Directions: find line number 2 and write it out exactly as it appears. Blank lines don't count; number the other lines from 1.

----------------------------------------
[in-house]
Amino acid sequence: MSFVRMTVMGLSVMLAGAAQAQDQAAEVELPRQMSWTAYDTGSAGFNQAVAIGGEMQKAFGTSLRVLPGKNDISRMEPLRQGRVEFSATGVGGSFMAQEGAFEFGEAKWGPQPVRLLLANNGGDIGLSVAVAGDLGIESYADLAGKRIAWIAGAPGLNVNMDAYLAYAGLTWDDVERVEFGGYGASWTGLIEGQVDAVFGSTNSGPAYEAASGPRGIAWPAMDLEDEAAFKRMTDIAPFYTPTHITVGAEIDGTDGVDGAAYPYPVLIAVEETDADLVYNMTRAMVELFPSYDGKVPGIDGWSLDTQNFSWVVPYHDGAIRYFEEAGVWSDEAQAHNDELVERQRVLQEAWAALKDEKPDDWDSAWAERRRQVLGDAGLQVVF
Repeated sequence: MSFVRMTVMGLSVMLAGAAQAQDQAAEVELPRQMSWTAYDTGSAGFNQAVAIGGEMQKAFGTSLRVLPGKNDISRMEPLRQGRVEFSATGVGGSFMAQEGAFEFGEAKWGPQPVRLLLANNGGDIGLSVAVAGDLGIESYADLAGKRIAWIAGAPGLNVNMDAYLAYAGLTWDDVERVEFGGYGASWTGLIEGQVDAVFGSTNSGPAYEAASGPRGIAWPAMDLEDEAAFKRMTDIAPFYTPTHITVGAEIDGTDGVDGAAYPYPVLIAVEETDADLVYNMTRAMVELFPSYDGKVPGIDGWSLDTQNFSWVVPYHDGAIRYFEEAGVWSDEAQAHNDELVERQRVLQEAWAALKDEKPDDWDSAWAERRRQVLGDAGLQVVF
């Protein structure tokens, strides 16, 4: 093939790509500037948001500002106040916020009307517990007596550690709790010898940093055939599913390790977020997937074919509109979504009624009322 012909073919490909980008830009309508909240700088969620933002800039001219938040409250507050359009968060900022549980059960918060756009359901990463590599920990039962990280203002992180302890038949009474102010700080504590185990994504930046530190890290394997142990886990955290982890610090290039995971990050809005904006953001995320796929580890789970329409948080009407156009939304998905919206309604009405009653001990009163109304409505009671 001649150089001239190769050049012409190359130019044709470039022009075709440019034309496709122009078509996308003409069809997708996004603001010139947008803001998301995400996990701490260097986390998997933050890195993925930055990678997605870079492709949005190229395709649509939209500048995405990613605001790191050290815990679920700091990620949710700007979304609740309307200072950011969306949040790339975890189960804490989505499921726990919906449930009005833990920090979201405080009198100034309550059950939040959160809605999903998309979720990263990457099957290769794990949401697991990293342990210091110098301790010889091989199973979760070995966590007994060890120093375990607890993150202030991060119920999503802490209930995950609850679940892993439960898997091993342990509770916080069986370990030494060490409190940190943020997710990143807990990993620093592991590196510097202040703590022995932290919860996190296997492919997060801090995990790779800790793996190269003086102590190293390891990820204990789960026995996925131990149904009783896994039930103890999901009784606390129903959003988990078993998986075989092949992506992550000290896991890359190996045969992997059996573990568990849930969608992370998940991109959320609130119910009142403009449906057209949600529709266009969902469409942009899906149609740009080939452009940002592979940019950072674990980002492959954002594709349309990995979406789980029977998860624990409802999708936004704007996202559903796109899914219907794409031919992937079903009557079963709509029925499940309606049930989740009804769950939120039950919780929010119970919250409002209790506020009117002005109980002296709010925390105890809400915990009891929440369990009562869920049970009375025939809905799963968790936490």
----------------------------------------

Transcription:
Amino acid sequence: MSFVRMTVMGLSVMLAGAAQAQDQAAEVELPRQMSWTAYDTGSAGFNQAVAIGGEMQKAFGTSLRVLPGKNDISRMEPLRQGRVEFSATGVGGSFMAQEGAFEFGEAKWGPQPVRLLLANNGGDIGLSVAVAGDLGIESYADLAGKRIAWIAGAPGLNVNMDAYLAYAGLTWDDVERVEFGGYGASWTGLIEGQVDAVFGSTNSGPAYEAASGPRGIAWPAMDLEDEAAFKRMTDIAPFYTPTHITVGAEIDGTDGVDGAAYPYPVLIAVEETDADLVYNMTRAMVELFPSYDGKVPGIDGWSLDTQNFSWVVPYHDGAIRYFEEAGVWSDEAQAHNDELVERQRVLQEAWAALKDEKPDDWDSAWAERRRQVLGDAGLQVVF